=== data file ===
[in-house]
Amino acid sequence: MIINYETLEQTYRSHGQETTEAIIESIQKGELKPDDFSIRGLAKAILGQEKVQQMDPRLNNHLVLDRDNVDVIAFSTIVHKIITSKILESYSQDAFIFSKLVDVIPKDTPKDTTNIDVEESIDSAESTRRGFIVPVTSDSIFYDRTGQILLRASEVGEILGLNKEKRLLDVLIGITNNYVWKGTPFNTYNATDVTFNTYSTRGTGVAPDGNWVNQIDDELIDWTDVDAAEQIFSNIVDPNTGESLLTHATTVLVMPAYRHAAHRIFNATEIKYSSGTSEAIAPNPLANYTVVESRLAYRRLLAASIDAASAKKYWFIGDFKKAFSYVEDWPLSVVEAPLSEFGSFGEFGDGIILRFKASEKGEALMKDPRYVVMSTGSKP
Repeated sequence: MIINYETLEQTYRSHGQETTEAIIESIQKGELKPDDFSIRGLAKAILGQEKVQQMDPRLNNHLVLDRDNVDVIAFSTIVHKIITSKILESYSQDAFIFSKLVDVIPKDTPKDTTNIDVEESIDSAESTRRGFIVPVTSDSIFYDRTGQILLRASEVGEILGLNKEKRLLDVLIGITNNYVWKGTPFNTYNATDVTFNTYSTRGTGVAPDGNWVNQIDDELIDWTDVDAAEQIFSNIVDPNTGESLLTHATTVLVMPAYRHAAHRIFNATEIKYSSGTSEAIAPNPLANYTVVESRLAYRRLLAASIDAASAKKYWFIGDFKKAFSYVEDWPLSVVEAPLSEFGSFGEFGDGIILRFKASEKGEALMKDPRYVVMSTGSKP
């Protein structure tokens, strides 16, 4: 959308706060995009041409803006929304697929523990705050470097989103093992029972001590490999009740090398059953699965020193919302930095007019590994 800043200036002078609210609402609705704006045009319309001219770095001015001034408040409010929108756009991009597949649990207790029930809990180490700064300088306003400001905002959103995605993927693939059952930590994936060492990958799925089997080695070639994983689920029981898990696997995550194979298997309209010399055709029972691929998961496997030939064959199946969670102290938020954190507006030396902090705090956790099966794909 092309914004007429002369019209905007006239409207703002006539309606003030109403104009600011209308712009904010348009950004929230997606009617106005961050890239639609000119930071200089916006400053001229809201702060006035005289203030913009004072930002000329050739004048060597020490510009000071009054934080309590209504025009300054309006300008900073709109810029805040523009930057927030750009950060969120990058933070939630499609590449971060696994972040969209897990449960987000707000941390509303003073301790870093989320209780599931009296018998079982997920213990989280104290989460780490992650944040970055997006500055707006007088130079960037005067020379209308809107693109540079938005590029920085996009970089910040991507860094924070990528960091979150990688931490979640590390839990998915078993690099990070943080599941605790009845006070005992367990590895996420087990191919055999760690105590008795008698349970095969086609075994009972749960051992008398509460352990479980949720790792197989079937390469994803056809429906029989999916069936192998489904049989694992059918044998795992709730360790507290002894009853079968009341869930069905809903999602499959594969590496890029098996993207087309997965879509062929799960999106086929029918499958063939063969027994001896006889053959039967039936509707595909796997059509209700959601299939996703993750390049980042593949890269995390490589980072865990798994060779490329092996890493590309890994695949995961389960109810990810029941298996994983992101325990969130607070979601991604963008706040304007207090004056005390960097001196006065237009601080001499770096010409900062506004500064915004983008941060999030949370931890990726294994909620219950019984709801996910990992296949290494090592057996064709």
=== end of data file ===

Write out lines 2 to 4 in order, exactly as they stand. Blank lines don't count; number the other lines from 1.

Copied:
Amino acid sequence: MIINYETLEQTYRSHGQETTEAIIESIQKGELKPDDFSIRGLAKAILGQEKVQQMDPRLNNHLVLDRDNVDVIAFSTIVHKIITSKILESYSQDAFIFSKLVDVIPKDTPKDTTNIDVEESIDSAESTRRGFIVPVTSDSIFYDRTGQILLRASEVGEILGLNKEKRLLDVLIGITNNYVWKGTPFNTYNATDVTFNTYSTRGTGVAPDGNWVNQIDDELIDWTDVDAAEQIFSNIVDPNTGESLLTHATTVLVMPAYRHAAHRIFNATEIKYSSGTSEAIAPNPLANYTVVESRLAYRRLLAASIDAASAKKYWFIGDFKKAFSYVEDWPLSVVEAPLSEFGSFGEFGDGIILRFKASEKGEALMKDPRYVVMSTGSKP
Repeated sequence: MIINYETLEQTYRSHGQETTEAIIESIQKGELKPDDFSIRGLAKAILGQEKVQQMDPRLNNHLVLDRDNVDVIAFSTIVHKIITSKILESYSQDAFIFSKLVDVIPKDTPKDTTNIDVEESIDSAESTRRGFIVPVTSDSIFYDRTGQILLRASEVGEILGLNKEKRLLDVLIGITNNYVWKGTPFNTYNATDVTFNTYSTRGTGVAPDGNWVNQIDDELIDWTDVDAAEQIFSNIVDPNTGESLLTHATTVLVMPAYRHAAHRIFNATEIKYSSGTSEAIAPNPLANYTVVESRLAYRRLLAASIDAASAKKYWFIGDFKKAFSYVEDWPLSVVEAPLSEFGSFGEFGDGIILRFKASEKGEALMKDPRYVVMSTGSKP
């Protein structure tokens, strides 16, 4: 959308706060995009041409803006929304697929523990705050470097989103093992029972001590490999009740090398059953699965020193919302930095007019590994 800043200036002078609210609402609705704006045009319309001219770095001015001034408040409010929108756009991009597949649990207790029930809990180490700064300088306003400001905002959103995605993927693939059952930590994936060492990958799925089997080695070639994983689920029981898990696997995550194979298997309209010399055709029972691929998961496997030939064959199946969670102290938020954190507006030396902090705090956790099966794909 092309914004007429002369019209905007006239409207703002006539309606003030109403104009600011209308712009904010348009950004929230997606009617106005961050890239639609000119930071200089916006400053001229809201702060006035005289203030913009004072930002000329050739004048060597020490510009000071009054934080309590209504025009300054309006300008900073709109810029805040523009930057927030750009950060969120990058933070939630499609590449971060696994972040969209897990449960987000707000941390509303003073301790870093989320209780599931009296018998079982997920213990989280104290989460780490992650944040970055997006500055707006007088130079960037005067020379209308809107693109540079938005590029920085996009970089910040991507860094924070990528960091979150990688931490979640590390839990998915078993690099990070943080599941605790009845006070005992367990590895996420087990191919055999760690105590008795008698349970095969086609075994009972749960051992008398509460352990479980949720790792197989079937390469994803056809429906029989999916069936192998489904049989694992059918044998795992709730360790507290002894009853079968009341869930069905809903999602499959594969590496890029098996993207087309997965879509062929799960999106086929029918499958063939063969027994001896006889053959039967039936509707595909796997059509209700959601299939996703993750390049980042593949890269995390490589980072865990798994060779490329092996890493590309890994695949995961389960109810990810029941298996994983992101325990969130607070979601991604963008706040304007207090004056005390960097001196006065237009601080001499770096010409900062506004500064915004983008941060999030949370931890990726294994909620219950019984709801996910990992296949290494090592057996064709």